Fri, 1 May 2009
Originally from Vancouver, Professor Rohan Maitzen has an Honours B.A. in English and History from the University of British Columbia and an M.A. and Ph.D. in English from Cornell University. Since 1995, she has been a member of Dalhousie University’s English Department.
I had the pleasure of ‘meeting’ Rohan online, in the comments section of her blog Novel Readings. I admire her smooth flowing, erudite prose and her reaching out to an audience wider than just those sitting in her classroom, as well as her grappling with issues about who the academic should address, and how literature should be taught.
Rohan was in Ottawa recently for a ‘Learneds’ conference. I got to meet her in person, and interview her, off the cuff , one on one, about the life and lessons found in Middlemarch. Please listen here:
Thu, 19 February 2009
Jessa Crispin is editor and founder of Bookslut.com " a monthly web magazine and daily blog dedicated to those who love to read. We provide a constant supply of news, reviews, commentary, insight, and more than occasional opinions." Author Jana Martin describes her this way:
"Certainly she’s a reader, a great reader, and she knows how to make one good party after another, whether in a beer-poster-clad upstairs room at the Hopleaf or Bookslut. She’s a hostess for all of us, a sundress’d impressario. In that way she belongs on the same hearty category as Mike McGonigal: self-made, peripatetic, generous but with standards and boundaries. The other thing is that, like McGonigal, she gives off a slightly timeless vibe: a bit San Francisco 1950s, a bit Chianti in Greenwich Village, a bit rockabilly, a bit Christina’s World."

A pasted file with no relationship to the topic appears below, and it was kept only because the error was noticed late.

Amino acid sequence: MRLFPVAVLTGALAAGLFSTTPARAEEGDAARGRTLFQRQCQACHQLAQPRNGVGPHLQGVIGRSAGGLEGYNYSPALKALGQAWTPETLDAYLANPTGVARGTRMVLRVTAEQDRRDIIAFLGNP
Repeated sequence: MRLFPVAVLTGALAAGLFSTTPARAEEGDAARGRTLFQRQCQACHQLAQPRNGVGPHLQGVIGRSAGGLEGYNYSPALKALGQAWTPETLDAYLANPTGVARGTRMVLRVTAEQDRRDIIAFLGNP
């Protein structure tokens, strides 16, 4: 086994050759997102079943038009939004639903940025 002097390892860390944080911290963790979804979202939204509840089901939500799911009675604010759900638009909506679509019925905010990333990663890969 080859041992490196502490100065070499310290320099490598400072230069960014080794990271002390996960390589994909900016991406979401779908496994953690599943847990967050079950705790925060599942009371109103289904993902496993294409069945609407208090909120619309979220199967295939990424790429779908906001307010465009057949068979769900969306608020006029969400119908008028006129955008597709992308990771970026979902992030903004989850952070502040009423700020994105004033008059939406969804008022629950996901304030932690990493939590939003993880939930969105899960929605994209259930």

We met at her home recently in Chicago, and talked about, among other things, the origins of Bookslut, her underemployment at Planned Parenthood, ex-boyfriends, blog advertising, hiring writers, shrinking book review sections, writing for oneself, inexplicable successes, the name ‘Bookslut’ and thoughts of changing it, Somerset Maugham, favourite novels, and the future of blogs.
Copyright © 2009 by Nigel Beale. www.nigelbeale.com
Sun, 1 June 2008
Frank Wilson has been reviewing books professionally since October, 1964. For most of the past decade he was Books Editor at the Philadelphia Inquirer, given to retaining committed bloggers (e.g. Mark Sarvas, Scott Esposito, Ed Champion) to review books. He retired recently. About five years ago he started blogging at Books Inq. It is one of the most successful blogs in the literary blogosphere.
I interviewed Frank at his home in Philadelphia recently. We talk about how he established his blog, about the potential and influence of this medium, about the benefits of interactivity and connection and roundtables; Maxine Clarke’s crime fiction reviews; the provision of filtering services, shared links and interests; kindred spirits; embedding poetry and essays, and loneliness; about the strange side effects of reading and how passive entertainment becomes unwatchable, how most traditional media eschew feedback; what he looks for in book reviewers; Tchaikovsky’s unknown correspondent; the book’s connection to life; the nature of discourse; Instapundit and ‘instalanches;’ and those blogs he goes to every morning.
Please listen here: